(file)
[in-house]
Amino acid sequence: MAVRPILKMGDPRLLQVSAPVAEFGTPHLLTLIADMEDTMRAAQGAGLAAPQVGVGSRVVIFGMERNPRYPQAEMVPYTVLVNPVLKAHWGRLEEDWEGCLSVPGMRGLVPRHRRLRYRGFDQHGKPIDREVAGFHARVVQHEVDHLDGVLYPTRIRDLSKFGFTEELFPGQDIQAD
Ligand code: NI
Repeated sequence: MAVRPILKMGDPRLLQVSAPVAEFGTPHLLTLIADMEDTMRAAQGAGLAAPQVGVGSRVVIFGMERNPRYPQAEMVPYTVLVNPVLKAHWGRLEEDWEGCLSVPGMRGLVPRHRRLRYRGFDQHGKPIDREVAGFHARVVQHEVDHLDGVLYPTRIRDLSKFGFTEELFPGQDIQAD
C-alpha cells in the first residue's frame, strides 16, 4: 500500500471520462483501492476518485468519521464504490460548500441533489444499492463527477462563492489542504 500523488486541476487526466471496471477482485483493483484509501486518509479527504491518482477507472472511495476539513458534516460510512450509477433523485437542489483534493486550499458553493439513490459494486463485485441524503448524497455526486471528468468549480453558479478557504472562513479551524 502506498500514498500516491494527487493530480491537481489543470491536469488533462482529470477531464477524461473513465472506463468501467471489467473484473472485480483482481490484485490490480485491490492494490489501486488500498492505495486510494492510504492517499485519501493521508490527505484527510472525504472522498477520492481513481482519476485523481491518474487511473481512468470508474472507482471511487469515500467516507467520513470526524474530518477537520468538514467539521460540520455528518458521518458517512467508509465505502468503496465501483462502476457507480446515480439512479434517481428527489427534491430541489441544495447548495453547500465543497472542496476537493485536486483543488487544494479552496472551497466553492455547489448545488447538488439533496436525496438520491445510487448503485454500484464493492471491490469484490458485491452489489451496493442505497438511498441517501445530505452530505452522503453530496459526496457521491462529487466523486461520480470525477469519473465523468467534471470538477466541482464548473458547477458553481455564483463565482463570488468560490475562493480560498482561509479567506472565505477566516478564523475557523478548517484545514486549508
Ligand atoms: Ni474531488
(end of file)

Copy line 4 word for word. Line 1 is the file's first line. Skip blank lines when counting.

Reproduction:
Repeated sequence: MAVRPILKMGDPRLLQVSAPVAEFGTPHLLTLIADMEDTMRAAQGAGLAAPQVGVGSRVVIFGMERNPRYPQAEMVPYTVLVNPVLKAHWGRLEEDWEGCLSVPGMRGLVPRHRRLRYRGFDQHGKPIDREVAGFHARVVQHEVDHLDGVLYPTRIRDLSKFGFTEELFPGQDIQAD